Jun 16 2023

How to Configure and Test a New Wireless Network Deployment on Campus

Evaluating a new network during its deployment phase can lead to greater reliability, higher performance and easier maintenance.

With the race to deploy Wi-Fi 6 everywhere fully underway, many campus IT teams are trying to take a more organized approach to configuring, testing and qualifying networks before opening them to students, faculty and staff.

Here are some pointers to help ensure short- and long-term Wi-Fi effectiveness for both end users and IT teams.

Tune Channels and Speeds for Wi-Fi 6 Deployment

In the U.S., the old 2.4 gigahertz band has only three channels that don’t overlap: 1, 6, and 11. However, not every management console defaults to these, so it’s worth checking and locking down. For the 5GHz band (and 6GHz for Wi-Fi 6E), overlap is not a problem, but radar and dynamic frequency selection can be.

Because some of the 5GHz frequencies can overlap with airport radar, access points (APs) will detect this and automatically compensate. Check the alerts, and if there are any DFS events, block out those frequencies in the management console to streamline operations. Unless you have a specific requirement for ultra-high-speed Wi-Fi — and a low client density — it’s also best to lock channels to the default 20 megahertz width.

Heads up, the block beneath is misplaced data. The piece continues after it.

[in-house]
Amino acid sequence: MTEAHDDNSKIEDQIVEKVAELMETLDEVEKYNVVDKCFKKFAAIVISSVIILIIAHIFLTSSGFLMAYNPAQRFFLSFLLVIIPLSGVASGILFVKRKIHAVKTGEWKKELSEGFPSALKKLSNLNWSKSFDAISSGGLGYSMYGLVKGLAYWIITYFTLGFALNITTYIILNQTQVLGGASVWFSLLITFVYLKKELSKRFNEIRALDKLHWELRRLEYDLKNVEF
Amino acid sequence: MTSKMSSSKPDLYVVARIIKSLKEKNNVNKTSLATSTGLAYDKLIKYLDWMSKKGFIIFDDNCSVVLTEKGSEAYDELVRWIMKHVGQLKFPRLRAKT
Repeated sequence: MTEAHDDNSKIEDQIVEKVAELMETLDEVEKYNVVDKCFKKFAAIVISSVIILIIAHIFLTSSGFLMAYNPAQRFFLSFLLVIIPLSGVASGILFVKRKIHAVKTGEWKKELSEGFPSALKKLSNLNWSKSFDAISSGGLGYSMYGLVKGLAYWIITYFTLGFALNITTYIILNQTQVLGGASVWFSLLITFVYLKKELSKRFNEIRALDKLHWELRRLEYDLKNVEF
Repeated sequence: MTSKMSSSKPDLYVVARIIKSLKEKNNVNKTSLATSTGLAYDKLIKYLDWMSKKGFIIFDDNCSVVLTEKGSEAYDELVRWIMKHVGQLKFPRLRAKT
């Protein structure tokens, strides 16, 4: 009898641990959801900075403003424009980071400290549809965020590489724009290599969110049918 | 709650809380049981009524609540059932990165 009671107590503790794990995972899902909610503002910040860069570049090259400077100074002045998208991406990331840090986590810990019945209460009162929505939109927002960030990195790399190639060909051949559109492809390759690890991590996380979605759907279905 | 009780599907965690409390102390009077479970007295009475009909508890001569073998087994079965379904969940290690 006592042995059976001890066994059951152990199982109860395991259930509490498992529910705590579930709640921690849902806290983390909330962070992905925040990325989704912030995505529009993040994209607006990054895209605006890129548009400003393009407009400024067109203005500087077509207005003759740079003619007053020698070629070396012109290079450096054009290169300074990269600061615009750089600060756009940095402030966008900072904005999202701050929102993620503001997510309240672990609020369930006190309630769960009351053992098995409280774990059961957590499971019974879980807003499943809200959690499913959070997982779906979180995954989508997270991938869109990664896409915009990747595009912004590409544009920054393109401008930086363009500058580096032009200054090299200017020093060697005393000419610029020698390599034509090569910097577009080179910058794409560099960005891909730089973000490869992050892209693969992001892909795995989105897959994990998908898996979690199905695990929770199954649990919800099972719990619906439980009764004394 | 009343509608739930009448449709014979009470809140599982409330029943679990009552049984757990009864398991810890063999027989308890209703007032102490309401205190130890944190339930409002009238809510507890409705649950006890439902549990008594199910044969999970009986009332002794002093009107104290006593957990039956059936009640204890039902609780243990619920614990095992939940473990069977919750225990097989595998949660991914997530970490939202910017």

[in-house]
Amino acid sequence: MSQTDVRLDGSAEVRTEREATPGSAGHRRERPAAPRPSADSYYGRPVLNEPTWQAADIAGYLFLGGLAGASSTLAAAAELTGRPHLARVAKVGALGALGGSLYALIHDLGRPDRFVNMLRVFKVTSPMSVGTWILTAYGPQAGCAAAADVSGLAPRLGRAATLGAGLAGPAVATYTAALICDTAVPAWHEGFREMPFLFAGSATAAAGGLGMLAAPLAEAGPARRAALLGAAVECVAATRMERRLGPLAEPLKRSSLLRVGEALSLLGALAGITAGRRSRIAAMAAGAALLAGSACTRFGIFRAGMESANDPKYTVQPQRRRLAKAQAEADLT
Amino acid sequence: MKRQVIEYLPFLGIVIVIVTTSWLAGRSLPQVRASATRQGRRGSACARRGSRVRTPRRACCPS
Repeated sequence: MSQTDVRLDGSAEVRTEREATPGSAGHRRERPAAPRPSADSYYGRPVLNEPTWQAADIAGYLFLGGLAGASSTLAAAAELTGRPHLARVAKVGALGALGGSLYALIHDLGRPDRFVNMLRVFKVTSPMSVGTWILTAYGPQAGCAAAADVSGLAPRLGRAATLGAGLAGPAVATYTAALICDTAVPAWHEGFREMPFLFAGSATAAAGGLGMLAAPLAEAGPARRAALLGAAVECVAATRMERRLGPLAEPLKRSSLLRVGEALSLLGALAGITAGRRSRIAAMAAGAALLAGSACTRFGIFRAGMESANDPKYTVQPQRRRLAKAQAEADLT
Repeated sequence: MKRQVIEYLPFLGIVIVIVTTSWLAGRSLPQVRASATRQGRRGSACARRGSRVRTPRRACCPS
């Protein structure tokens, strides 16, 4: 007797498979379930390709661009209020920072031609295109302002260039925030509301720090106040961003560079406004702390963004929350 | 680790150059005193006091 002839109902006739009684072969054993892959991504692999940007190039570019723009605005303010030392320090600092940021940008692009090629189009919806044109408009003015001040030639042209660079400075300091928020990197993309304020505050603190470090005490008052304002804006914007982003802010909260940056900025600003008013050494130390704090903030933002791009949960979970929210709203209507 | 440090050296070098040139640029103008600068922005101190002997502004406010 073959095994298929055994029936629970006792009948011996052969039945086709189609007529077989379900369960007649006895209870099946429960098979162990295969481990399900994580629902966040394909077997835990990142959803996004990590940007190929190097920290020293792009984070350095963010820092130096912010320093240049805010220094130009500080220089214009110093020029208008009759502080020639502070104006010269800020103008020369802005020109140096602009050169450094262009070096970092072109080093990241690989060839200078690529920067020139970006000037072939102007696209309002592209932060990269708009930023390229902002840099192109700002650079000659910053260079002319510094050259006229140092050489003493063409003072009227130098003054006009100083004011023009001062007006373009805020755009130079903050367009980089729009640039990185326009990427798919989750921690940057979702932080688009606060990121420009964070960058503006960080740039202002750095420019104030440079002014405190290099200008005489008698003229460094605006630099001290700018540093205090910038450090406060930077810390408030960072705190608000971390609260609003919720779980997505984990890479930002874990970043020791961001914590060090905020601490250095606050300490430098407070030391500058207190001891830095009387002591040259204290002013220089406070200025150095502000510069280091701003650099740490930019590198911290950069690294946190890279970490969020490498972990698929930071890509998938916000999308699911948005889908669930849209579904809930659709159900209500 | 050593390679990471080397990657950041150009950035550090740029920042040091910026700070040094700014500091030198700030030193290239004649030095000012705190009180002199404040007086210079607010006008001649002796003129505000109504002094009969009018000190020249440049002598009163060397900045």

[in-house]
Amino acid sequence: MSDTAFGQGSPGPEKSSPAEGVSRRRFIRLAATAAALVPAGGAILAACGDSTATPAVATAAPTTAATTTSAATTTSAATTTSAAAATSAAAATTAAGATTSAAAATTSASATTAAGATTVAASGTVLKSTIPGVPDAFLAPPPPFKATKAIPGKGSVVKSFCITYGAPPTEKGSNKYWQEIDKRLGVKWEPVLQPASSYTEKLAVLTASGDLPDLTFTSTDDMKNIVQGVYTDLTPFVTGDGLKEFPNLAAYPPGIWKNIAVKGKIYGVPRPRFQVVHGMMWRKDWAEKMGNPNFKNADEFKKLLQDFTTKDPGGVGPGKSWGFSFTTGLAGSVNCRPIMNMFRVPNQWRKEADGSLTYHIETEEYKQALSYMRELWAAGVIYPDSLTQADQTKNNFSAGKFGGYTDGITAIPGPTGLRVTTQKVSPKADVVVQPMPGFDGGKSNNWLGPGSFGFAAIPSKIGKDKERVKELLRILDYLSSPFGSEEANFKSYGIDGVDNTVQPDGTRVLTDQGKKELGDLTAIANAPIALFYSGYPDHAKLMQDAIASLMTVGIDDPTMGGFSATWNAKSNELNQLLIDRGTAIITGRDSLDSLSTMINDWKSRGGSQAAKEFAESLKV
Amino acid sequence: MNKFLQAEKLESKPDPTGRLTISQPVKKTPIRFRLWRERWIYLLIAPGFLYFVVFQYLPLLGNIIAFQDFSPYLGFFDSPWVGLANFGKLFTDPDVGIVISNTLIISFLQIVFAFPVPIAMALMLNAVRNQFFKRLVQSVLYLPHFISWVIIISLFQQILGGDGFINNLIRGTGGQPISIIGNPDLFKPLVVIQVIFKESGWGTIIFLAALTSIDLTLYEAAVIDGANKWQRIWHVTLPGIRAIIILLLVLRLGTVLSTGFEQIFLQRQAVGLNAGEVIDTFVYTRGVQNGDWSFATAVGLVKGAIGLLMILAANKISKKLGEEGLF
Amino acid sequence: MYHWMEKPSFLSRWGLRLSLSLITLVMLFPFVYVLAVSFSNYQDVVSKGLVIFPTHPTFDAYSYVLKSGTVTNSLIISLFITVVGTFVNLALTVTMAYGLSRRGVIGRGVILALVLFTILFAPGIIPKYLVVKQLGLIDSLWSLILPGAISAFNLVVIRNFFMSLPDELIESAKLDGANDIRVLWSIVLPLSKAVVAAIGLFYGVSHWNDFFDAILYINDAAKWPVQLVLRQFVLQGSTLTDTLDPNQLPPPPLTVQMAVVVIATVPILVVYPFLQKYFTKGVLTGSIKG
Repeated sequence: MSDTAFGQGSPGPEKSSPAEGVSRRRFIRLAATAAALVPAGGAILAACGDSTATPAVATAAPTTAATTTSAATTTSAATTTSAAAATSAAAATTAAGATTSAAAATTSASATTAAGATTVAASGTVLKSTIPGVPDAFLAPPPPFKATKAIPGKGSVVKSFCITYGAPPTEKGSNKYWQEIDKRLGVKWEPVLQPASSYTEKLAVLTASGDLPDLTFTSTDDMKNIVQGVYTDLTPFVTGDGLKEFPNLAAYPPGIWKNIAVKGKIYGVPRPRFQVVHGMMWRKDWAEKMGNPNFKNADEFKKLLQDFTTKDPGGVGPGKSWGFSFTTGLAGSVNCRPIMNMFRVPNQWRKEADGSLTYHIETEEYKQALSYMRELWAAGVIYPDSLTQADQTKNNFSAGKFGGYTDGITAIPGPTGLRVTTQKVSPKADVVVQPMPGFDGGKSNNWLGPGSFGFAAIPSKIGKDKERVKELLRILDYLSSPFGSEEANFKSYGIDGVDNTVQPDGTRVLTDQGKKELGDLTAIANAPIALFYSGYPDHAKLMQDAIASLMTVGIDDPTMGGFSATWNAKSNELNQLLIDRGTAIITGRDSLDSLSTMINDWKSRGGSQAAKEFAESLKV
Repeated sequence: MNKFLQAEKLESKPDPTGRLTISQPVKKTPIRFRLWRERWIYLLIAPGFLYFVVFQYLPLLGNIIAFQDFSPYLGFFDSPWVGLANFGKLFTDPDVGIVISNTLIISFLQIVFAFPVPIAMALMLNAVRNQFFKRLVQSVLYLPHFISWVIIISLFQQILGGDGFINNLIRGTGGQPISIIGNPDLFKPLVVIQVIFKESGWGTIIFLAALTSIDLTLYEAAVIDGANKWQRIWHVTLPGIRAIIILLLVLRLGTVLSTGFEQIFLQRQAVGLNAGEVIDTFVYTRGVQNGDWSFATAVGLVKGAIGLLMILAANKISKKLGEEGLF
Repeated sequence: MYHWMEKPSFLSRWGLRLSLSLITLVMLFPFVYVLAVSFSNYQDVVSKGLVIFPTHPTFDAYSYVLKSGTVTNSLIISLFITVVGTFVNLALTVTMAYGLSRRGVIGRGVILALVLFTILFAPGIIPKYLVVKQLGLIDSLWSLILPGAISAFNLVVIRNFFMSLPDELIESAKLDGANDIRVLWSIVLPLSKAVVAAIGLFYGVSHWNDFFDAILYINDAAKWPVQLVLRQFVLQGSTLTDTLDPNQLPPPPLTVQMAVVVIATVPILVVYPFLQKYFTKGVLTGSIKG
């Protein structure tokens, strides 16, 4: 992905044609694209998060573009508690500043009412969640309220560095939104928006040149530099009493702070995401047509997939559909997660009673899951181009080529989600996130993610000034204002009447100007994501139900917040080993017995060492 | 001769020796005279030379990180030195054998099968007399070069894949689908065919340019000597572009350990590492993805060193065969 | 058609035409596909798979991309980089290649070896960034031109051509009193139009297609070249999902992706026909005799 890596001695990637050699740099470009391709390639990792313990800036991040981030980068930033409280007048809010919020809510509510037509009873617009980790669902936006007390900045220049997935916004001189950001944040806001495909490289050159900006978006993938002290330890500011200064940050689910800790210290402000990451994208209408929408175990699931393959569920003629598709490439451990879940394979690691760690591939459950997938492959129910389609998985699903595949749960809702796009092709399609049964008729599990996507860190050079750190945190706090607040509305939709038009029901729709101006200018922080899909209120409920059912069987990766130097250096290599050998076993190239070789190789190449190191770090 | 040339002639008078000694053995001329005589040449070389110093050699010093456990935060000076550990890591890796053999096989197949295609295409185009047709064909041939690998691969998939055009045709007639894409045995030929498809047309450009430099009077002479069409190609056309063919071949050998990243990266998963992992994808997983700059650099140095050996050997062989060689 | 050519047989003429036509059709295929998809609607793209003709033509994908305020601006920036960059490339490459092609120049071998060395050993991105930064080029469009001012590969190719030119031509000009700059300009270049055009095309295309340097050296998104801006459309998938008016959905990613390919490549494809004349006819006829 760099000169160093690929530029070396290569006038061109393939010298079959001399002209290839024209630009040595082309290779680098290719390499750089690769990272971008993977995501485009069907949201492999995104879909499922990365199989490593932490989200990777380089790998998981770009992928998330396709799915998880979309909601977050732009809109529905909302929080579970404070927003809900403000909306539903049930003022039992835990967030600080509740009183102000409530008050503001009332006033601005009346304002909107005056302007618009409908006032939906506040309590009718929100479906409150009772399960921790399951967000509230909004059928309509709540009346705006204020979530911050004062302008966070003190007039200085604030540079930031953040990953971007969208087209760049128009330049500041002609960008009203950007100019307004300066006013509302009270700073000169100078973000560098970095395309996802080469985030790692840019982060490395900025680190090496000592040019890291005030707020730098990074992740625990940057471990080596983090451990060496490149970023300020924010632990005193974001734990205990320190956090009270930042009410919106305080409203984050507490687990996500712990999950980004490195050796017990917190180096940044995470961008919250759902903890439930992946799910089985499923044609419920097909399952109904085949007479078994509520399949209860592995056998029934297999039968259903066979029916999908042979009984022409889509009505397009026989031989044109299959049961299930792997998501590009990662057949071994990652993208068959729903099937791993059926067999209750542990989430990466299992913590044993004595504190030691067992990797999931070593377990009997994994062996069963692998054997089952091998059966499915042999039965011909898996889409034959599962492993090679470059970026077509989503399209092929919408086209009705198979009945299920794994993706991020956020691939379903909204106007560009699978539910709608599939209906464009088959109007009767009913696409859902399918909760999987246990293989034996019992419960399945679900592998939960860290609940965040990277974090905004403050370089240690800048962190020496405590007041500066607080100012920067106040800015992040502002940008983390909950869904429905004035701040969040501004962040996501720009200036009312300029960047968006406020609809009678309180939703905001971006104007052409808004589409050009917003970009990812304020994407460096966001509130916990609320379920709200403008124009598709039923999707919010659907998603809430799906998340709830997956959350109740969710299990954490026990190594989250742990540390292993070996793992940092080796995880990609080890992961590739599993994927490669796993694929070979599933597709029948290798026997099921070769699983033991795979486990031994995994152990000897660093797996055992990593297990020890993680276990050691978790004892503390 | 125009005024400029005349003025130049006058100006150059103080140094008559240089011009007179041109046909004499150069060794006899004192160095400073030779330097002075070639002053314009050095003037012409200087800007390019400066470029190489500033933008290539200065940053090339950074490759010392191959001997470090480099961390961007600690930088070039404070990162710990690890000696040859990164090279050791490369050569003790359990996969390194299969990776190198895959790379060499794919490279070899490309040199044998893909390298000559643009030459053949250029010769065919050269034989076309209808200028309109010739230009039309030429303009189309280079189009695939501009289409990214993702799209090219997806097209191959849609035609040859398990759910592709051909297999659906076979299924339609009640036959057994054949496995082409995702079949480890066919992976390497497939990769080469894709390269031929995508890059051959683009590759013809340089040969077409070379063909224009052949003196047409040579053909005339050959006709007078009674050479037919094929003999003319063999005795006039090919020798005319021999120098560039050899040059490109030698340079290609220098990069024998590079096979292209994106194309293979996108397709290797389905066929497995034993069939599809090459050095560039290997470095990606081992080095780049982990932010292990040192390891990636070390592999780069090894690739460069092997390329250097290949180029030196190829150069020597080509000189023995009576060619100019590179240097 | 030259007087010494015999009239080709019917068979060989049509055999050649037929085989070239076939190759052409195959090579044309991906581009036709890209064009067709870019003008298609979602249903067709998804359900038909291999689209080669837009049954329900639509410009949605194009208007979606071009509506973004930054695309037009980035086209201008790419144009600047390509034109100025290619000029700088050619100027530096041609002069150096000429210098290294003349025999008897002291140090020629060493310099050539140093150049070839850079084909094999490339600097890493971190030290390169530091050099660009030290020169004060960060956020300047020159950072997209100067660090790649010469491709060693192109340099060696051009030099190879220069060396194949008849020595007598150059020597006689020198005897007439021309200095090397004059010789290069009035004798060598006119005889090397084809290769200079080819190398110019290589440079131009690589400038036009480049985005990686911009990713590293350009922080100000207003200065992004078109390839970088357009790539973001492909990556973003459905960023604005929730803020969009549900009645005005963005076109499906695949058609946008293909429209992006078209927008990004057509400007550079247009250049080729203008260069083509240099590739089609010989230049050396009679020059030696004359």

Speed adjustments are just as important but not as well known. Setting a minimum speed for all bands will avoid the problem of a far-away device associating with an AP at low speed and slowing down wireless for everyone else using that AP. Configure minimum speeds of 12Mbps on the 2.4GHz band and 18Mbps for the 5GHz band before coverage testing.


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Customize Radio Frequency Settings to Match Density Requirements

Most campus deployments are a combination of low-density environments such as faculty offices and research areas; normal-density environments such as staff open offices and small conference rooms; and high-density environments such as larger classrooms, large meeting rooms, auditoriums and stadiums. Each of these has different requirements for AP density and their radio frequency settings.

High-density environments call for very low AP power and very strict signal-to-noise ratio requirements, while low-density areas may need higher power settings and more forgiving S/N ratios.

How you manage these settings depends on your management system, but consider standardizing and carefully documenting three different profiles (high-, medium- and low-density) and pushing to APs or AP groups as needed.

If it’s not possible to group APs based on density levels, consider marking the AP in some way in the management console, such as with a tag or density indicator in the name. If you’re providing outdoor wireless as well, a fourth profile may be appropriate for those APs. As with channel selection, do this before you complete other testing.

READ MORE: How outdoor Wi-Fi expands access for college students.

Check Your SSIDs When Configuring Higher Ed Networks